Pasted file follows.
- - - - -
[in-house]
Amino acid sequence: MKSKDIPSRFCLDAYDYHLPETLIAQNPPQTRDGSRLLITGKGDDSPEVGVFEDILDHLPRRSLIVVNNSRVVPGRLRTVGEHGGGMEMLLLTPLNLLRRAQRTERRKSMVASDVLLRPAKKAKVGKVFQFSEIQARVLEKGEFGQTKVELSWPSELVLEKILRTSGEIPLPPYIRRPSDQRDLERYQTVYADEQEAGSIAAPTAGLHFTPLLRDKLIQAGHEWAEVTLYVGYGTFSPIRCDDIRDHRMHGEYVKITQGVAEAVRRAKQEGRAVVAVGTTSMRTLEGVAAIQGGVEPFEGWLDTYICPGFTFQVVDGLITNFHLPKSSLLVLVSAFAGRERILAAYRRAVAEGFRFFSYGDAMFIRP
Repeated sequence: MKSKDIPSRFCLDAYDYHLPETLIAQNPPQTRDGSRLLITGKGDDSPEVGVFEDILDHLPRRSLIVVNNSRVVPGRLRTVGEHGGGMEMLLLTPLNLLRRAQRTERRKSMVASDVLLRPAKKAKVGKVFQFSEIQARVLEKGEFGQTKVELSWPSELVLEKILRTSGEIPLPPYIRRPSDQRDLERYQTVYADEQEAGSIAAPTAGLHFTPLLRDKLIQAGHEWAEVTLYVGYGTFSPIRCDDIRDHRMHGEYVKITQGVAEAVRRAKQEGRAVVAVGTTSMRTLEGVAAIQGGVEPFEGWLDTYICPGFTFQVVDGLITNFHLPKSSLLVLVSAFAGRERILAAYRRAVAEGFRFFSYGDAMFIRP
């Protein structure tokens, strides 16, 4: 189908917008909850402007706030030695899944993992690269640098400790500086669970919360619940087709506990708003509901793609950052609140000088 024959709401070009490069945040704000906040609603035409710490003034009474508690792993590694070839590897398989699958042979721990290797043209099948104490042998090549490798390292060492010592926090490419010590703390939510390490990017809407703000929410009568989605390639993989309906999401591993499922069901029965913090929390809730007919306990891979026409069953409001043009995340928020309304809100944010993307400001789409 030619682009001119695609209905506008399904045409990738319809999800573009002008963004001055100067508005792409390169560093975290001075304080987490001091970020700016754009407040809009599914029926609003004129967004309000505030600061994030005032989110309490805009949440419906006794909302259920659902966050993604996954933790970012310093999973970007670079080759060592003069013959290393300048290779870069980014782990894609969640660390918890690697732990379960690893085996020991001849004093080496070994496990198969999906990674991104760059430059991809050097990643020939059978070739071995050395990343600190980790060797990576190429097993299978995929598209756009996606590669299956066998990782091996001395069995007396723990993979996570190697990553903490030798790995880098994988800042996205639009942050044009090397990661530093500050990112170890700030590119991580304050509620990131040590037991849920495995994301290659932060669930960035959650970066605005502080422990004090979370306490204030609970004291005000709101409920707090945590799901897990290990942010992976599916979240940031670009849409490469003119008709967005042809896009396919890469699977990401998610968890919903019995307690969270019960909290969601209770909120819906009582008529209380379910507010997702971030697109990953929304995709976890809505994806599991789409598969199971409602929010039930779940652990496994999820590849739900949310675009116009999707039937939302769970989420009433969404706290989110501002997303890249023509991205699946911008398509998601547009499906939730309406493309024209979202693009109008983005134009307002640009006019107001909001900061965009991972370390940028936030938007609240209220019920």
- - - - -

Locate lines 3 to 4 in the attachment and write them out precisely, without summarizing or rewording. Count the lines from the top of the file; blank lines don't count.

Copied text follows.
Repeated sequence: MKSKDIPSRFCLDAYDYHLPETLIAQNPPQTRDGSRLLITGKGDDSPEVGVFEDILDHLPRRSLIVVNNSRVVPGRLRTVGEHGGGMEMLLLTPLNLLRRAQRTERRKSMVASDVLLRPAKKAKVGKVFQFSEIQARVLEKGEFGQTKVELSWPSELVLEKILRTSGEIPLPPYIRRPSDQRDLERYQTVYADEQEAGSIAAPTAGLHFTPLLRDKLIQAGHEWAEVTLYVGYGTFSPIRCDDIRDHRMHGEYVKITQGVAEAVRRAKQEGRAVVAVGTTSMRTLEGVAAIQGGVEPFEGWLDTYICPGFTFQVVDGLITNFHLPKSSLLVLVSAFAGRERILAAYRRAVAEGFRFFSYGDAMFIRP
């Protein structure tokens, strides 16, 4: 189908917008909850402007706030030695899944993992690269640098400790500086669970919360619940087709506990708003509901793609950052609140000088 024959709401070009490069945040704000906040609603035409710490003034009474508690792993590694070839590897398989699958042979721990290797043209099948104490042998090549490798390292060492010592926090490419010590703390939510390490990017809407703000929410009568989605390639993989309906999401591993499922069901029965913090929390809730007919306990891979026409069953409001043009995340928020309304809100944010993307400001789409 030619682009001119695609209905506008399904045409990738319809999800573009002008963004001055100067508005792409390169560093975290001075304080987490001091970020700016754009407040809009599914029926609003004129967004309000505030600061994030005032989110309490805009949440419906006794909302259920659902966050993604996954933790970012310093999973970007670079080759060592003069013959290393300048290779870069980014782990894609969640660390918890690697732990379960690893085996020991001849004093080496070994496990198969999906990674991104760059430059991809050097990643020939059978070739071995050395990343600190980790060797990576190429097993299978995929598209756009996606590669299956066998990782091996001395069995007396723990993979996570190697990553903490030798790995880098994988800042996205639009942050044009090397990661530093500050990112170890700030590119991580304050509620990131040590037991849920495995994301290659932060669930960035959650970066605005502080422990004090979370306490204030609970004291005000709101409920707090945590799901897990290990942010992976599916979240940031670009849409490469003119008709967005042809896009396919890469699977990401998610968890919903019995307690969270019960909290969601209770909120819906009582008529209380379910507010997702971030697109990953929304995709976890809505994806599991789409598969199971409602929010039930779940652990496994999820590849739900949310675009116009999707039937939302769970989420009433969404706290989110501002997303890249023509991205699946911008398509998601547009499906939730309406493309024209979202693009109008983005134009307002640009006019107001909001900061965009991972370390940028936030938007609240209220019920």